The Impact of Heat Acclimation on Pro- and Anti- Inflammatory Cytokine Response

This study has been terminated.
Sponsor:
Collaborator:
Medical Corps, Israel Defense Force
Information provided by (Responsible Party):
Prof. Yoram Epstein, Sheba Medical Center
ClinicalTrials.gov Identifier:
NCT00808925
First received: December 15, 2008
Last updated: December 18, 2013
Last verified: December 2013
  Purpose

There is growing evidence to conclude that part of the cascade leading to heatstroke is related to an inflammatory reaction triggered by the heat stress. The reduced ability to sustain heat stress - "heat intolerance" is also attributed to over-expression of inflammatory cytokines. Acclimation to heat improves human sustainability to heat and is a leading protective factor against heat stroke. The investigators hypothesize that the lower stress encountered during the process of acclimation to heat will be reflected by an over-ride in the expression of anti-inflammatory over the pro-inflammatory cytokines. This, in turn will attenuate the pathological cascade leading to heat stroke.


Condition Intervention
"Exposure to Heat"
Other: exposure to heat

Study Type: Interventional
Study Design: Intervention Model: Single Group Assignment
Masking: Single Blind (Investigator)
Primary Purpose: Basic Science
Official Title: The Impact of Heat Acclimation on Pro- and Anti- Inflammatory Cytokine Response

Resource links provided by NLM:


Further study details as provided by Sheba Medical Center:

Primary Outcome Measures:
  • Investigating the variability in the levels of different cytokine and the kinetics in cytokine levels during the process of acclimation to heat. [ Time Frame: 12 days ] [ Designated as safety issue: No ]

Enrollment: 10
Study Start Date: January 2009
Study Completion Date: July 2013
Primary Completion Date: April 2013 (Final data collection date for primary outcome measure)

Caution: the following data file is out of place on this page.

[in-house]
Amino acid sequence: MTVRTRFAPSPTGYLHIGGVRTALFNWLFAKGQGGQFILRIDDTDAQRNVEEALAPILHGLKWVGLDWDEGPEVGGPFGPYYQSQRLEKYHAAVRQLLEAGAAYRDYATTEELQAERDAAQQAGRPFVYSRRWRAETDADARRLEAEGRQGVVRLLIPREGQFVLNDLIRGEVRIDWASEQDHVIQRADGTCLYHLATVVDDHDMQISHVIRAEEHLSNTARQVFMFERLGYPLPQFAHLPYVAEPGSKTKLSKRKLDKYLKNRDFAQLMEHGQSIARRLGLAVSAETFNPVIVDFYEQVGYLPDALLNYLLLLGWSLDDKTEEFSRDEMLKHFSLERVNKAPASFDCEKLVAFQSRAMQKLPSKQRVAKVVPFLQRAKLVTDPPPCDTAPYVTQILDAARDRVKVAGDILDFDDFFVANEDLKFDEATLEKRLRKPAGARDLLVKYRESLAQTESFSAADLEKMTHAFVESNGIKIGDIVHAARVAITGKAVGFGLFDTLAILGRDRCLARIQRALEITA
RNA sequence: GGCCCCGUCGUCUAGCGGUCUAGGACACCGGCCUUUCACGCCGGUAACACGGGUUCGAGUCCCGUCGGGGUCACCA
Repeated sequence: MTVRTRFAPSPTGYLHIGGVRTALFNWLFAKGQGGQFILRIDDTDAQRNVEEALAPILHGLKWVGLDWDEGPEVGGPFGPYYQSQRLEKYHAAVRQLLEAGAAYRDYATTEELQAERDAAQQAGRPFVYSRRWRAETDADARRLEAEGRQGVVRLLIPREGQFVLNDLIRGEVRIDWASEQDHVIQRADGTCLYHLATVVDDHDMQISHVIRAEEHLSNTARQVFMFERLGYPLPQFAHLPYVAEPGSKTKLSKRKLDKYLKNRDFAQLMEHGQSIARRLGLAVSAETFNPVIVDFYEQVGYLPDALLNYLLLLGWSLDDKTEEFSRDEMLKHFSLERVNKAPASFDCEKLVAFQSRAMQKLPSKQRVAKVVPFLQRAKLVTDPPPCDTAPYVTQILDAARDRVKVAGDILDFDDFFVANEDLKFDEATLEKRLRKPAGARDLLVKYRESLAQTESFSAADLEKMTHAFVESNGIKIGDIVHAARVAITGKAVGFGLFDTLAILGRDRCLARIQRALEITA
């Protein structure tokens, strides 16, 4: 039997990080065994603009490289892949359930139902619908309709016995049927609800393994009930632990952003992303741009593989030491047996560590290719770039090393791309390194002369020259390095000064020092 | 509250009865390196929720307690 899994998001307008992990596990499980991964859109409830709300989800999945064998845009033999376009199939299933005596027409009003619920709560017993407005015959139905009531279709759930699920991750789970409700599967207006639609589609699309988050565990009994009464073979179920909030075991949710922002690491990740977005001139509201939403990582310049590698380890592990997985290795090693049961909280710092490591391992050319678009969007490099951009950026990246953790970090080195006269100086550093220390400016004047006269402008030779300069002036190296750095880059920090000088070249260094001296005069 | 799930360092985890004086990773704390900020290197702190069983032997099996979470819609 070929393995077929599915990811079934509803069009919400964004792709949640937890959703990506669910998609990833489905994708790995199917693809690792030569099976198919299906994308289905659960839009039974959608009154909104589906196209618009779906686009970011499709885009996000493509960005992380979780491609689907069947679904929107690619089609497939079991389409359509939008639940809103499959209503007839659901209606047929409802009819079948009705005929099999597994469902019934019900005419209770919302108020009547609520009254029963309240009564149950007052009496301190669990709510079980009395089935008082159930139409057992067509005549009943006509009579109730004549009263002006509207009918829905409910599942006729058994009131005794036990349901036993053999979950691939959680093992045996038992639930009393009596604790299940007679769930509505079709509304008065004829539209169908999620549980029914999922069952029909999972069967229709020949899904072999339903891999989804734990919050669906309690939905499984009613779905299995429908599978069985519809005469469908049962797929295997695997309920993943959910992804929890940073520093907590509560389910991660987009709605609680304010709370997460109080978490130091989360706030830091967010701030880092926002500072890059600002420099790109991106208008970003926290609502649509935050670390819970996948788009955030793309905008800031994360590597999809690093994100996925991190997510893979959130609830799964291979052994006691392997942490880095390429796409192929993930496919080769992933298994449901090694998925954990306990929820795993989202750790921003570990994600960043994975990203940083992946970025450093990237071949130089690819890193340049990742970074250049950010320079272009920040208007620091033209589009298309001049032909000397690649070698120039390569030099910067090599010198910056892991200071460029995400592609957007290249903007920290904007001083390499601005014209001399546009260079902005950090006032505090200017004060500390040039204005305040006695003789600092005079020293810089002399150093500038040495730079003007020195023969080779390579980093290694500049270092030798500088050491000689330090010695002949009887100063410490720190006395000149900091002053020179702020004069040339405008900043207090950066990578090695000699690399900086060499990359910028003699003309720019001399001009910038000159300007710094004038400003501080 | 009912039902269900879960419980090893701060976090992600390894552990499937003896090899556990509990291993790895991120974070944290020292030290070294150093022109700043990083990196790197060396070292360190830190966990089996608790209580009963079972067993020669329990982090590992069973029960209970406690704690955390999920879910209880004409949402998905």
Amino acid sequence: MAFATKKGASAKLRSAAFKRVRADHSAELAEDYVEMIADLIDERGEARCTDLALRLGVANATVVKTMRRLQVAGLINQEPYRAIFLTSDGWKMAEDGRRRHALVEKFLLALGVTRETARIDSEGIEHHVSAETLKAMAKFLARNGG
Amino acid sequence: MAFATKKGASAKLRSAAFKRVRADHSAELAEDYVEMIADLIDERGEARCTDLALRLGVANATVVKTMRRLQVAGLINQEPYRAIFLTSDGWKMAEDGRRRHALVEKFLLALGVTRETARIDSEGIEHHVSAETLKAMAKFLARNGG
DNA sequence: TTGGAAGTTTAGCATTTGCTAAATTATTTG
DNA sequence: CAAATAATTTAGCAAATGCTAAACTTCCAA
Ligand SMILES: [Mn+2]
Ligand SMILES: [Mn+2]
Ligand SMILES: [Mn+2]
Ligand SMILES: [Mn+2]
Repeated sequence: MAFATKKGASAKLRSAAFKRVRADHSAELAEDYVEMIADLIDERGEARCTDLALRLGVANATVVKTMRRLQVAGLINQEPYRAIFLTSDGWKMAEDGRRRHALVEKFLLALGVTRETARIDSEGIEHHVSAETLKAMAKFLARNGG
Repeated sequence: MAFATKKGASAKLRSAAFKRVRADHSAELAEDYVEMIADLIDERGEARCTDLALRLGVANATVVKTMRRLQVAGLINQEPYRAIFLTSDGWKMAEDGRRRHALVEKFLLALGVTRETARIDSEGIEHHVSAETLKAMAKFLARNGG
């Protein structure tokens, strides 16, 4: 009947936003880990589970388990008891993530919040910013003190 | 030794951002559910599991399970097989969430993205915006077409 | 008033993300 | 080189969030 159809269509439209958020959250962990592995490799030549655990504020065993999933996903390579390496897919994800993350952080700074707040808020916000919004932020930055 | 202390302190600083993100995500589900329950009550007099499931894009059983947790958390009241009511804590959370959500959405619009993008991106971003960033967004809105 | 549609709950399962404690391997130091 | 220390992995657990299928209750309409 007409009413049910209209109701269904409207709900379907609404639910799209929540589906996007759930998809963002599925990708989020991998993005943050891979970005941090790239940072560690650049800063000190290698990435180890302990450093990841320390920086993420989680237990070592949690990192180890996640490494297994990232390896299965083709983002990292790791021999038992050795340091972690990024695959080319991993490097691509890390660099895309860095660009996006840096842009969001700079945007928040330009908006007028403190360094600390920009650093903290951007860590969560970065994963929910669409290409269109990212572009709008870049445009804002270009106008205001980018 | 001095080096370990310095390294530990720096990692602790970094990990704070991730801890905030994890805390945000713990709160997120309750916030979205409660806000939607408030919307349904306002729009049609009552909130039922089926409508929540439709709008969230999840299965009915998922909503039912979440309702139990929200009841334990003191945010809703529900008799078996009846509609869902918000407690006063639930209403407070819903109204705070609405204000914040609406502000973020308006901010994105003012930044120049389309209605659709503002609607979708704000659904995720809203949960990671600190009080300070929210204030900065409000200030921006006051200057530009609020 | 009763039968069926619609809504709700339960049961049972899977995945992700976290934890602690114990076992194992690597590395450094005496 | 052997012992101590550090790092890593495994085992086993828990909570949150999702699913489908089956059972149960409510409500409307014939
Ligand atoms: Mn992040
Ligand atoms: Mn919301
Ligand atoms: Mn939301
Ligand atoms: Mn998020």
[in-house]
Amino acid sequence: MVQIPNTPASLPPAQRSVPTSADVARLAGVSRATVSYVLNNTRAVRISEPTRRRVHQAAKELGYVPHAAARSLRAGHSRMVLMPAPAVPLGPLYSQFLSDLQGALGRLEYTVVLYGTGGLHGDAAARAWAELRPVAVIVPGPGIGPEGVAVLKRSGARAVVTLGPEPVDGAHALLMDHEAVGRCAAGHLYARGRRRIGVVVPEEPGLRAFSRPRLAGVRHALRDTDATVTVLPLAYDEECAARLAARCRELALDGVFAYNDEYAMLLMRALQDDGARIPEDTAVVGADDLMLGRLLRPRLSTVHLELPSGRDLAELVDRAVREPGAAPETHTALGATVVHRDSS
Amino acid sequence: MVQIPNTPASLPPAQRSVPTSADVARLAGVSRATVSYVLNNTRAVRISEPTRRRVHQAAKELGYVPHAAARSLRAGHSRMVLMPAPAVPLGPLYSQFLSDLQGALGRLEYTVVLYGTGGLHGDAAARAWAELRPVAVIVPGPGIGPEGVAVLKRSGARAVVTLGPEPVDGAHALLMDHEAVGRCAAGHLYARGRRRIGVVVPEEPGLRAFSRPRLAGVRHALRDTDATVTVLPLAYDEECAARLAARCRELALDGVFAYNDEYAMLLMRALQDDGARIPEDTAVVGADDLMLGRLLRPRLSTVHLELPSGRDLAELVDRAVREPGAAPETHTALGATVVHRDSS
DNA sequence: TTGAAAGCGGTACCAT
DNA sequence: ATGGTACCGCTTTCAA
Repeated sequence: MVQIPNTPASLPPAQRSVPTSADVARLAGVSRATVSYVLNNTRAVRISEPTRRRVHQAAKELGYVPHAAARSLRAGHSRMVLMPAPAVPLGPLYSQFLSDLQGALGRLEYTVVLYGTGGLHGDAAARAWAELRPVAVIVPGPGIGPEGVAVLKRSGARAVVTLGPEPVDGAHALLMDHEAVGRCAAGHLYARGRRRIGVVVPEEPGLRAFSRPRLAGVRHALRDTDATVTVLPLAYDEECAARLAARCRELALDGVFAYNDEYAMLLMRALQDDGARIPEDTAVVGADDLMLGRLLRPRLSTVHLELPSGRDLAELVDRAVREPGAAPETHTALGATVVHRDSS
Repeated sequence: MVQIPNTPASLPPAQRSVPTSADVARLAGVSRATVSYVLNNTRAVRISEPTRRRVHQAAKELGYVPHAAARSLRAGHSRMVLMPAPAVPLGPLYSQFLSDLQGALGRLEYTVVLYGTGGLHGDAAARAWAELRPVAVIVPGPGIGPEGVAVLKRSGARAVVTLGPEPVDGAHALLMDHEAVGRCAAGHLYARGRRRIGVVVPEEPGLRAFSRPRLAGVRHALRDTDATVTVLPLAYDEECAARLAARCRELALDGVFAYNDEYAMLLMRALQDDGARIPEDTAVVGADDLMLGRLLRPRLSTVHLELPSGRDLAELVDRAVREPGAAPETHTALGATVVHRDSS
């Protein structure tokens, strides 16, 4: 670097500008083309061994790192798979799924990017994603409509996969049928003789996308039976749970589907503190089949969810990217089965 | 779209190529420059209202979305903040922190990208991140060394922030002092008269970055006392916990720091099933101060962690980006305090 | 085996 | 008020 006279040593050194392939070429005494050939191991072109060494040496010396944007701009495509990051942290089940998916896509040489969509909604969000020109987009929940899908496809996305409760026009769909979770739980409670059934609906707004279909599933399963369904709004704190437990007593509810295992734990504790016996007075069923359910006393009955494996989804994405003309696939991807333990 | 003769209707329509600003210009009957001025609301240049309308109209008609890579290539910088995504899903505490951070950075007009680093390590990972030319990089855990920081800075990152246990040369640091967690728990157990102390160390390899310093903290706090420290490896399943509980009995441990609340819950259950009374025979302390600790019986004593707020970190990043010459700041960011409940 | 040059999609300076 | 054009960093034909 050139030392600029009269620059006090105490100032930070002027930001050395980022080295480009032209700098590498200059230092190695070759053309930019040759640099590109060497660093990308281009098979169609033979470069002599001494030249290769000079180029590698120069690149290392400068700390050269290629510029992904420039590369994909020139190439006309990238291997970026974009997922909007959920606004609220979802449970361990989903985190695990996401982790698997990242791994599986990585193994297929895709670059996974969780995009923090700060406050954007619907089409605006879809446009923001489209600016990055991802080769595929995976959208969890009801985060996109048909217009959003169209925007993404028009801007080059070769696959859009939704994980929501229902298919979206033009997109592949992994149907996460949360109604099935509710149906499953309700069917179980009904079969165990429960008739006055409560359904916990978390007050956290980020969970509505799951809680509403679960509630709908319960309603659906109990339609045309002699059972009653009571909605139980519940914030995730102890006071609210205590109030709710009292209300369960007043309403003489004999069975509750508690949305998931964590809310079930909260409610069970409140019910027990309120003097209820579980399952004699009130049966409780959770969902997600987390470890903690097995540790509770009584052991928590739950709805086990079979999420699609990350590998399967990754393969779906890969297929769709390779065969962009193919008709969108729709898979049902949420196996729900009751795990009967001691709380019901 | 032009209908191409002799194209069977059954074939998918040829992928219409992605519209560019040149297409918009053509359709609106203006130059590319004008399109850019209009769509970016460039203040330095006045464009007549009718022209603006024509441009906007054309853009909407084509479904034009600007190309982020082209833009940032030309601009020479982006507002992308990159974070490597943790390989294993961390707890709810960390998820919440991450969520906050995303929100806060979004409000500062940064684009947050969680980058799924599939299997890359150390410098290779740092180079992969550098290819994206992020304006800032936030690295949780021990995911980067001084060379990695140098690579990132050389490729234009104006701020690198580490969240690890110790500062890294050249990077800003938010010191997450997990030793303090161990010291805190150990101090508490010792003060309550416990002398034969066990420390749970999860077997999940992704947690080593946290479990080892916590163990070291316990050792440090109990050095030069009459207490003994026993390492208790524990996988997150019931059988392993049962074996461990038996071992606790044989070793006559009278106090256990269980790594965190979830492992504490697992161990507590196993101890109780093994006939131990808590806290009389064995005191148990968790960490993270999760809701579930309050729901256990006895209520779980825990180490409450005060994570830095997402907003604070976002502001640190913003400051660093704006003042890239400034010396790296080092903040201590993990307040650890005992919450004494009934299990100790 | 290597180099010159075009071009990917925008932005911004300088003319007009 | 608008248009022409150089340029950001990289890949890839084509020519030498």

Arms Assigned Interventions
Experimental: research arm Other: exposure to heat
Dressed in shorts and tennis shoes the subjects will be exposed to exercise-heat stress for 12 consecutive days (excluding Saturday). Daily exposure will last 120 min, under the controlled environmental conditions of 40oC and 40% relative humidity. The exercise will consist of walking on a treadmill at a pace of 5km/h and 2% incline.
Other Name: acclimation to heat

  Eligibility

Ages Eligible for Study:   18 Years to 25 Years
Genders Eligible for Study:   Male
Accepts Healthy Volunteers:   Yes
Criteria

Inclusion Criteria:

  • age:18-25
  • medically screened (healthy)

Exclusion Criteria:

  • BMI over 22 kg/m2
  • systolic blood pressure over 120 mmHg
  • any febrile illness during the last week preceding the study
  • any skin disease
  • diabetes
  • any heart conditions.
  Contacts and Locations
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Please refer to this study by its ClinicalTrials.gov identifier: NCT00808925

Locations
Israel
Heller Institute of Medical Reachearch, Sheba Medical Center
Tel Hashomer, Israel, 52621
Sponsors and Collaborators
Prof. Yoram Epstein
Medical Corps, Israel Defense Force
Investigators
Study Director: Daniel S Moran, PhD Institute of Military Physiology, IDF Medical Corps
  More Information

No publications provided

Responsible Party: Prof. Yoram Epstein, Heller institue, Sheba Medical Center, Sheba Medical Center
ClinicalTrials.gov Identifier: NCT00808925     History of Changes
Other Study ID Numbers: SHEBA-08-5524-YE-CTIL
Study First Received: December 15, 2008
Last Updated: December 18, 2013
Health Authority: Israel: Israeli Health Ministry Pharmaceutical Administration

Keywords provided by Sheba Medical Center:
acclimation
heat
cytokines
stress
inflammation

Additional relevant MeSH terms:
Anti-Inflammatory Agents
Therapeutic Uses
Pharmacologic Actions

ClinicalTrials.gov processed this record on August 21, 2014